4. Emergency Response Performance (Operations)
There are key performance measures that fire departments should be tracking to make meaningful operational decisions. Today, there are new methods for capturing the data needed for those measures, making it easier for fire service leaders to use data to effect change at the administrative, company and individual firefighter levels. These data and operational measures also hold information for training officers. This performance information can illuminate areas of department strengths and operational deficits, promoting continuous improvement and budgeting for future changes.
NFPA 1710: Organization and Deployment of Fire Suppression Operations, EMS and Special Operations in Career Fire Departments (2020) has several performance objectives that are useful to fire department leaders. The objectives provide an industry benchmark by which fire departments can measure their performance. Examples of 1710 measures:
- Alarm Answering Time: 15 seconds for 95% of calls; 40 seconds for 99% of calls
- Alarm Processing Time: 64 seconds for 90% of calls; 106 seconds for 95% of calls
- Turnout Time: 60 seconds for EMS responses; 80 seconds for fire responses
- First Engine Arrive on Scene Time: 240 seconds (4 minutes) for 90% of responses with a minimum staffing of 4 personnel
- Second Company Arrive on Scene Time: 360 seconds (6 minutes) for 90% of responses with a minimum staffing of 4 personnel
- Initial Full Alarm – Low and Medium Hazard Assembly Time: 480 seconds (8 minutes) on 90% of responses
- Initial Full Alarm – High Hazard/High-Rise Assembly Time: 610 seconds (10 minutes 10 seconds) on 90% of responses
There are several other relevant emergency response data points and operational measures.
Staffing/crew size is an important determinant in assembling an effective response force on scene. Crew size also determines which tasks can be accomplished once a unit arrives on scene. For example, a first-in engine with three-person crew cannot engage in interior firefighting until a second unit arrives to accomplish the OSHA requirement for two-in/two-out (unless a known life hazard is present). While two-in/two-out is well understood within the fire service, decision-makers at the municipal level may not fully understand the requirement’s impact on operations and therefore the impact of crew size reductions on performance.
First unit arrival denotes the first-arriving fire department vehicle with the potential to intervene in the situation and curtail or stop the escalation of the incident. In the absence of on-scene task times, if crew size and structure type are known, first unit arrival time can be used as a proxy for estimation of tasks like water-on-fire time.
Initial alarm arrival (effective response force assembly) means that, given expected on-scene conditions, the number of on-duty members sent in an initial alarm should be determined through task analysis. This analysis should consider life hazard protected population, safe and effective performance, potential property loss, hazard levels of properties, and tactics employed. The timing of the complete assembly of personnel assets is significant to ensuring risk control tasks can be implemented in a timely and effective manner. For example, on the fireground, coordinating ventilation with water on the fire is an absolute and requires enough personnel to complete both tasks.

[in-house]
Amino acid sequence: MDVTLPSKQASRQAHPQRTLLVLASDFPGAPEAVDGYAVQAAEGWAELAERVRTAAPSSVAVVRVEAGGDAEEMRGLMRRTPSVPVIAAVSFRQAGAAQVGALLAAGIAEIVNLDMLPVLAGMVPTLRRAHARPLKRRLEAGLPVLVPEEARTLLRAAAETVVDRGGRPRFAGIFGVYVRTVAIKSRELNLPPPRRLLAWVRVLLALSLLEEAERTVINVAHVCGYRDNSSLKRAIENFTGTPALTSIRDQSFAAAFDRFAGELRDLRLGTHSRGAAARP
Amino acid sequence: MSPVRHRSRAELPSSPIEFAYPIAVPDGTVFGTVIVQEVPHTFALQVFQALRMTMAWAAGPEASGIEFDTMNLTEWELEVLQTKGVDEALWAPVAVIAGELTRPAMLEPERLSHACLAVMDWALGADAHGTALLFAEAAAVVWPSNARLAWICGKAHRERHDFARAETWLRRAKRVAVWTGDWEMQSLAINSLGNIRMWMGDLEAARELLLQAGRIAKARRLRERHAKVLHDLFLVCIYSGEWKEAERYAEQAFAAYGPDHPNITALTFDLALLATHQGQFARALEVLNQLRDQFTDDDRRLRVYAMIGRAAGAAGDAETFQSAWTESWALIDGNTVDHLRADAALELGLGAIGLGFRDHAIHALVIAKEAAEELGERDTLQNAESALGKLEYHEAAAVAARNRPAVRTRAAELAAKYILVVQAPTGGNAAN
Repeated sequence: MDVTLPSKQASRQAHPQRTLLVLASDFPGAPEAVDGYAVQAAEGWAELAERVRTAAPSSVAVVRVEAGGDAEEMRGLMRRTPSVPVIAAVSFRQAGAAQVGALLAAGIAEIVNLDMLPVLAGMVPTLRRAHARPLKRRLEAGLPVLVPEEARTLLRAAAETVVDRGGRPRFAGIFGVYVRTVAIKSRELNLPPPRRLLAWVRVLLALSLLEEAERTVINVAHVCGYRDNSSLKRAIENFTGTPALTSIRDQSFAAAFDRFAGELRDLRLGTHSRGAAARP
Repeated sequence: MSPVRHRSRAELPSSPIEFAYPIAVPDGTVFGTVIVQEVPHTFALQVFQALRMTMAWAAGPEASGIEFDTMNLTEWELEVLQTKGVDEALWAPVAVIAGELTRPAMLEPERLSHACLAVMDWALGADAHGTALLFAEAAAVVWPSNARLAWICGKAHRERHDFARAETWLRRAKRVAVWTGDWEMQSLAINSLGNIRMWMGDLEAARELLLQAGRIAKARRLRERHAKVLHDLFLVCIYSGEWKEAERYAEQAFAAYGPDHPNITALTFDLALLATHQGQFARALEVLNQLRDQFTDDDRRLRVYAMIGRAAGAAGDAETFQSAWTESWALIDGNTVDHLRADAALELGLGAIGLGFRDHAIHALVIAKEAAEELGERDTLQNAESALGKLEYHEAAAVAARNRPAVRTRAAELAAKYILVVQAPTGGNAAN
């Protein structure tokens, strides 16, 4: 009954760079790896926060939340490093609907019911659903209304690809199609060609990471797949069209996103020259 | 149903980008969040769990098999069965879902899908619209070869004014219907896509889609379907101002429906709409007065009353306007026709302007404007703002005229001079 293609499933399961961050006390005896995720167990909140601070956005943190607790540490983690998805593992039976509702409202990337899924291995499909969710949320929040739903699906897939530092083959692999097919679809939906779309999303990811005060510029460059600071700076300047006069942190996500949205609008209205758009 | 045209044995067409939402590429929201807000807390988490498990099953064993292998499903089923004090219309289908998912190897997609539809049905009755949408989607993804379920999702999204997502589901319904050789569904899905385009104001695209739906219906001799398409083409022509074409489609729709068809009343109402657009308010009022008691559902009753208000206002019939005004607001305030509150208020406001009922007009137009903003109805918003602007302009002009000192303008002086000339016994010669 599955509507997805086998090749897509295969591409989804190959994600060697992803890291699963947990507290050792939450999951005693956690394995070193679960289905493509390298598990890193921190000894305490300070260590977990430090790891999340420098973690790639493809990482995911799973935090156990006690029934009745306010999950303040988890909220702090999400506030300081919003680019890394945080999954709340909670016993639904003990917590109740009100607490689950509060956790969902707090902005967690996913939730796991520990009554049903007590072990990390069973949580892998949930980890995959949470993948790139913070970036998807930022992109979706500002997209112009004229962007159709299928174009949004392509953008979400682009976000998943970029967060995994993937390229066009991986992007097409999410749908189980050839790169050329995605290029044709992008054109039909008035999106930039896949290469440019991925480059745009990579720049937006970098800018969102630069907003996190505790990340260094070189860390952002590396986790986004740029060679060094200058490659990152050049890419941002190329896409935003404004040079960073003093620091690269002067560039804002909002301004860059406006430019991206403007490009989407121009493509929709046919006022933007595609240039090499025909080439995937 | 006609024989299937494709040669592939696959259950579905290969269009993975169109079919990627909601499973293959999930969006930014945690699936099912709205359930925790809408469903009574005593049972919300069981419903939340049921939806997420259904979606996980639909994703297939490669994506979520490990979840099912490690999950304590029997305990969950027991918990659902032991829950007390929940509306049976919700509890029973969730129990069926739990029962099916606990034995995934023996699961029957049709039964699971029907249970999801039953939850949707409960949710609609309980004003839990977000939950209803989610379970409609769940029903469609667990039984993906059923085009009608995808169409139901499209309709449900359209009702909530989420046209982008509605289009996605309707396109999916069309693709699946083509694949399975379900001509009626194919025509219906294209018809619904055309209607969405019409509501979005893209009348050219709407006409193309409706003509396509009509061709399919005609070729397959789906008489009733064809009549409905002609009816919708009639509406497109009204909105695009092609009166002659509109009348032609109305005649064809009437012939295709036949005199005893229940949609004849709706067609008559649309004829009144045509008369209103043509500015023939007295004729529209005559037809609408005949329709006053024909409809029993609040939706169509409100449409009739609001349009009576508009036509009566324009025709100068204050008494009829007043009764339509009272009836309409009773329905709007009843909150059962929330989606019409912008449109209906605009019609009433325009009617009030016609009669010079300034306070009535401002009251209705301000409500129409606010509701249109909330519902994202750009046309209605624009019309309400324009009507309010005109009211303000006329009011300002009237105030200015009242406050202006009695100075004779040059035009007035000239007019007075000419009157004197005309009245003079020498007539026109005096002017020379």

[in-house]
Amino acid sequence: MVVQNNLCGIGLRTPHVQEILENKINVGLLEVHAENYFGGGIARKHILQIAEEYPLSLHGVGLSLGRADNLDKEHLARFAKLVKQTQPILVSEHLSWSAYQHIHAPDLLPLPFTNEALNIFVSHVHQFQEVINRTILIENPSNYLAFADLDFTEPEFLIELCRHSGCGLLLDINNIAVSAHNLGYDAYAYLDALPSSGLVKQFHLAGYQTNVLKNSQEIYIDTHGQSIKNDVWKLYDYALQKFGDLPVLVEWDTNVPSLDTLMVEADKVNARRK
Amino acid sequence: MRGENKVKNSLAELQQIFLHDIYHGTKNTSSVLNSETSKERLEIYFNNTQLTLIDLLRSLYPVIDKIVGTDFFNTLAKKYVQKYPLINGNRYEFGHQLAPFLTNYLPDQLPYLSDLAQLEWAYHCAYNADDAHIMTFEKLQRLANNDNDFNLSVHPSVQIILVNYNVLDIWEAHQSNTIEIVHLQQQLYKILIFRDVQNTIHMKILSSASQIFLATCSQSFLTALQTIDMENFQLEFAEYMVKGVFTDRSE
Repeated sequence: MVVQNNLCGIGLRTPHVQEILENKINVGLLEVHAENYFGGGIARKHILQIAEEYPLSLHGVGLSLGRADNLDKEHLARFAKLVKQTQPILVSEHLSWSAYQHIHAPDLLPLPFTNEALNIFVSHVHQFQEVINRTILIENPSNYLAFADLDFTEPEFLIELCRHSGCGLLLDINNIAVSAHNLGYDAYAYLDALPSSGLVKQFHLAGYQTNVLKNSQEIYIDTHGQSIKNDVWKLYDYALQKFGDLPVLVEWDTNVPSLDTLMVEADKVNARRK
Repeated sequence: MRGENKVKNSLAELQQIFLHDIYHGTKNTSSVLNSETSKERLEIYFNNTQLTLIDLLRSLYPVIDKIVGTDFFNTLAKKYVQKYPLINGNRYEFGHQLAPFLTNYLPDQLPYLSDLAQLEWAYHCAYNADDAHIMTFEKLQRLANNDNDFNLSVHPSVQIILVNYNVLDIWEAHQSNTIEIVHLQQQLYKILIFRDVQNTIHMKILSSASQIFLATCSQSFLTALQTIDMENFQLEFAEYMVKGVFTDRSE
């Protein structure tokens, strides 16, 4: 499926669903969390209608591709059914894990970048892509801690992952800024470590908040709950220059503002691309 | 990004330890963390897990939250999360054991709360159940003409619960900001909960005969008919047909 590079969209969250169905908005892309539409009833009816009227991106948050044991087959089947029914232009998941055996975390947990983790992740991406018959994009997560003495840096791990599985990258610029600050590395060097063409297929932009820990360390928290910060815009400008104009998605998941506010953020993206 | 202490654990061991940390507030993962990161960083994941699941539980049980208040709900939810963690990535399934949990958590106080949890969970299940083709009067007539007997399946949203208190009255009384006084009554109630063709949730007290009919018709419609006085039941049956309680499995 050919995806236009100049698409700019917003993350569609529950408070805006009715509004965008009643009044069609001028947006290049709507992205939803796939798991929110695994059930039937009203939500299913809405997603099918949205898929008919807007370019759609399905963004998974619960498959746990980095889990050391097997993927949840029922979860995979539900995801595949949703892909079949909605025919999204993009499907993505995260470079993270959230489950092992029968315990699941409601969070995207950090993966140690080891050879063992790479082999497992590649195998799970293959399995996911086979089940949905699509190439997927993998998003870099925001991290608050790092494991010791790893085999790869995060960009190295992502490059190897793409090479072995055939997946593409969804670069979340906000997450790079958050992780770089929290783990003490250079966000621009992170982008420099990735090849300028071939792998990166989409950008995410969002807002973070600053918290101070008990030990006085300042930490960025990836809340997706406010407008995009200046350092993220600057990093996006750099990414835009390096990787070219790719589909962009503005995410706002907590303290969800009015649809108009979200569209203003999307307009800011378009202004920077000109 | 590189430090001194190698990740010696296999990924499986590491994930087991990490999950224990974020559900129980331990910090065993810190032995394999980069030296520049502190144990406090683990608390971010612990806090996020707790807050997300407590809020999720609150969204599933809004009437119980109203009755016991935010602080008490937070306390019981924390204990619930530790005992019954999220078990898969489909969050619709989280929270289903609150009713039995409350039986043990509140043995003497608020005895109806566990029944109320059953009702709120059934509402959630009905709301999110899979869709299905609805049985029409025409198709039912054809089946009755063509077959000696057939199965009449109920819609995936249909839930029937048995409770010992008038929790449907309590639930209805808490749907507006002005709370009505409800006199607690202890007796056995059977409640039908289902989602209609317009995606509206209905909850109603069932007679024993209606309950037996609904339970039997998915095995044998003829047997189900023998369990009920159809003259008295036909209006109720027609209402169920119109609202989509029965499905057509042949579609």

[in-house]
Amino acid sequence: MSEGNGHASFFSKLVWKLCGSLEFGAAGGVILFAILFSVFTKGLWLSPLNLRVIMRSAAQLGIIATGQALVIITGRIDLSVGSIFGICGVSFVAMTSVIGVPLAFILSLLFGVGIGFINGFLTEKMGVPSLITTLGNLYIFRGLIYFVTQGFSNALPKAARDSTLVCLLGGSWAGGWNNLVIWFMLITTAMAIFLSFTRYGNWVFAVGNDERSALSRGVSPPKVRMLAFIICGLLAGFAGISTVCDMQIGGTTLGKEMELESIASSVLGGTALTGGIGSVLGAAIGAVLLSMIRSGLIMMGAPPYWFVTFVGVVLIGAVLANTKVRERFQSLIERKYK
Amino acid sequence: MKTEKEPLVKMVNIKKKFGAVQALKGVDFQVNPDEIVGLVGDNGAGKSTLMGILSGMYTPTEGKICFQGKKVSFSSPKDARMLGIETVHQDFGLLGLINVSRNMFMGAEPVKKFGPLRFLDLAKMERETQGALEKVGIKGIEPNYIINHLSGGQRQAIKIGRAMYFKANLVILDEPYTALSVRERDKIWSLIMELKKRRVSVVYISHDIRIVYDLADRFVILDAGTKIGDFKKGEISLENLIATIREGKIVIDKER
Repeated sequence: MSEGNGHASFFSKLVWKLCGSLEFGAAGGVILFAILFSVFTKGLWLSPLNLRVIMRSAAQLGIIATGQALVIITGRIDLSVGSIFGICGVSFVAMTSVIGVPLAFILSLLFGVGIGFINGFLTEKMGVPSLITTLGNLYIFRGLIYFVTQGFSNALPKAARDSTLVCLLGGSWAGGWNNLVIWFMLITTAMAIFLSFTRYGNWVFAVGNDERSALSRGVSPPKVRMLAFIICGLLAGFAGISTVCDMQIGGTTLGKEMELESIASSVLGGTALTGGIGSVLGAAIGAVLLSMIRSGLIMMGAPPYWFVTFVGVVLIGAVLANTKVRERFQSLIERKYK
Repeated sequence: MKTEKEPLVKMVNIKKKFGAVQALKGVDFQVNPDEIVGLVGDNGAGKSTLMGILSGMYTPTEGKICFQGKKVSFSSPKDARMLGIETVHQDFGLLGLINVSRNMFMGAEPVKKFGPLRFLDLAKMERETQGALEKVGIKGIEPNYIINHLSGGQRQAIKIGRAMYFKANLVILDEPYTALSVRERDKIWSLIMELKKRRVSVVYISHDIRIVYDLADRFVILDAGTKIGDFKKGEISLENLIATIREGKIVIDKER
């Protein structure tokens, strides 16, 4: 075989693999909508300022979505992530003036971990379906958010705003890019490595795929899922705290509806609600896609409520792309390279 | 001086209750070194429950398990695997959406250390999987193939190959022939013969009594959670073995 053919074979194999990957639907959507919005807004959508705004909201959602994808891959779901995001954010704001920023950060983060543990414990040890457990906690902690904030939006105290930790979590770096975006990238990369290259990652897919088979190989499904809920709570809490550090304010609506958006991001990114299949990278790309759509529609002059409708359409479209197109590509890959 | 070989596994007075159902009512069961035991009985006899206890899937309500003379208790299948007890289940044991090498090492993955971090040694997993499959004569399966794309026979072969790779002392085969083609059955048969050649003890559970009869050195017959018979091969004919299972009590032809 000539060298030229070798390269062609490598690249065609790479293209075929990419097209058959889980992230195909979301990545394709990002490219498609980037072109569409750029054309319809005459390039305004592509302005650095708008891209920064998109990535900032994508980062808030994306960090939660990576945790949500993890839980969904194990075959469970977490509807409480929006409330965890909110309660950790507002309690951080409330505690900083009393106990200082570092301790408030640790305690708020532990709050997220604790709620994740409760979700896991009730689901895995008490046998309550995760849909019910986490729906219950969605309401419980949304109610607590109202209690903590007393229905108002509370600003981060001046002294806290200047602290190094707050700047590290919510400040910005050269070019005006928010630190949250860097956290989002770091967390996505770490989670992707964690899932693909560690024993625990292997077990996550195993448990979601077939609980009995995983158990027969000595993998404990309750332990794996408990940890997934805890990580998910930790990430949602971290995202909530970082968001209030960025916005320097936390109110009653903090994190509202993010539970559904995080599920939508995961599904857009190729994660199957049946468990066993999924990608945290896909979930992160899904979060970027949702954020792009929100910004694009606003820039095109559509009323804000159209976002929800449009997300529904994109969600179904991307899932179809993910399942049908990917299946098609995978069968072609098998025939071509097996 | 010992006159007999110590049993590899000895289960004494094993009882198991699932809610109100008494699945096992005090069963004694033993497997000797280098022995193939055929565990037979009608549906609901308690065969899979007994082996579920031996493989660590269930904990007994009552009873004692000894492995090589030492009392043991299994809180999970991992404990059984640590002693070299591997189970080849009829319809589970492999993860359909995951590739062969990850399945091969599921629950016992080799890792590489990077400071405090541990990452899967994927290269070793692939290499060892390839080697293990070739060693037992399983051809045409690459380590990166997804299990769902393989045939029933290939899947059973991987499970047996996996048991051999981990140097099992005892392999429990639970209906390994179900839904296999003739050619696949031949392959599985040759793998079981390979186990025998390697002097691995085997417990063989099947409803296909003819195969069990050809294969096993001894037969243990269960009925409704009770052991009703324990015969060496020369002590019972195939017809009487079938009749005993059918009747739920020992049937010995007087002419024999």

Intervention time is the time that responders arriving on scene engage to stop the emergency. For EMS, this time is typically when the responders are at a patient’s side. For fire response, this time may be documented as water on fire time, given that this intervention time is a critical indicator of operational performance and stopping risk escalation.
More information: The Metropolitan Fire Chiefs Association has established a position on operational performance measures. The statement notes that performance measures can be used to learn, improve and optimize fire department operations. Performance measures can also be used to establish benchmarks for a department’s performance, provide comparative metrics for other departments, and identify and promote best practices. Specifically, fire department performance should be measured according to indicators of quality and effectiveness that are established for the emergency response system. Measuring fire department performance using appropriate indicators is expected to 1. provide continuous measurement of quality in the system; 2. identify areas of excellence; 3. highlight sentinel events; 4. verify effectiveness of a corrective action; 5. allow comparison of the department to established operational standards; and 6. contribute to establishing new standards for performance.
Pulling it together
Risk assessment, planning, prevention, preparedness, along with response and on scene performance, are fire department functions that require continual attention. Understanding and procuring the data, and the data tools, necessary to evaluate these functions for reporting and for informed decision making must be considered by every fire chief.
In Part 2, we review six additional data sources necessary for system-level insights, fire department management, and decision-making. We’ll also consider the era of digitization and how fire departments can use data to position themselves for success.
[Complete the form on this page to download a PDF of 10 data points all chiefs should know]
6 more data points that all fire chiefs should know